This book is different. It's a pseudo graphic memoir by a "naive-male-prodigy-on-a-mission" (per Newsweek). It is published with extra wide side margins that leave room for numerous drawings and side comments. At first I thought I could ignore these graphics and side comments because it appeared that it would take twice as long to read the book if I read all of them. But I soon found that I had to be careful about what I skipped because some of the material provided essential information about the narrator's emotional state. And to make certain the reader didn't miss anything, there were lines and arrows connecting many of the side notes to the pertinent text within the story.
The book is written in first person by a twelve year old boy from Montana who was invited to accept an award in Washington D.C. from the Smithsonian Institute for some beetle illustrations he's made. Those making the award are under the impression that he's an adult. For various reasons he leaves for D.C. without telling his parents. This is the story of his adventures.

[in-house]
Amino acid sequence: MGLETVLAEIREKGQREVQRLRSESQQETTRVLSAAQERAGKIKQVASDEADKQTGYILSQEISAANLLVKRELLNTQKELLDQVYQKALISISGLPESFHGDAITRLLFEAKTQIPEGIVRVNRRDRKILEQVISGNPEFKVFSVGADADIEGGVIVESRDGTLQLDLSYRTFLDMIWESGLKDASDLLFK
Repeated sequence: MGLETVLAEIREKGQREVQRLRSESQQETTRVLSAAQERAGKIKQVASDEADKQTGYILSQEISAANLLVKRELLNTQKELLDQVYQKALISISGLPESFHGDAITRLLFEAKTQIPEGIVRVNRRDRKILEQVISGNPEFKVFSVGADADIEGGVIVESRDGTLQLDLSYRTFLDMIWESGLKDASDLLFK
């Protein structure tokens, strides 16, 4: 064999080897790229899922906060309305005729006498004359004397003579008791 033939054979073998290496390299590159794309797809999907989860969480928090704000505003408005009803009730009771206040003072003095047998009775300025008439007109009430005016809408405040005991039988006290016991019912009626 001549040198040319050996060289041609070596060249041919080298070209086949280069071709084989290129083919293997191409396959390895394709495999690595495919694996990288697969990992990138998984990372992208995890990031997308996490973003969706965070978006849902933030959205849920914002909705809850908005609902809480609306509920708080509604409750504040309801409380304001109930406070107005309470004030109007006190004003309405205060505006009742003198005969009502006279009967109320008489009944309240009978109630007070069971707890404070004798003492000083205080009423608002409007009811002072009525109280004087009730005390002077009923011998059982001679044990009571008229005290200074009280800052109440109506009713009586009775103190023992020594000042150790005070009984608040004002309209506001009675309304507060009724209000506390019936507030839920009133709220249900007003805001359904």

In order for me to enjoy this book I had to lay aside some on my judgmental and disapproving attitudes toward the boy's actions. I certainly do not approve of twelve year old boys leaving home without telling their parents. As the story progresses, the boy tells some lies that disturbed me as well. But I had to overlook these things in order to find the story within the book is a cute tale of "Roughing It."
I was thrown for a loop for some totally unrealistic happenings described by the book. I won't take time to describe them here, but suffice it to say that my reaction was, "Huh? Is this science fiction or what?" It is my conclusion that since the book is written in the voice of a twelve year old, it's not a reliable source. So if it sounds like fantasy, it is.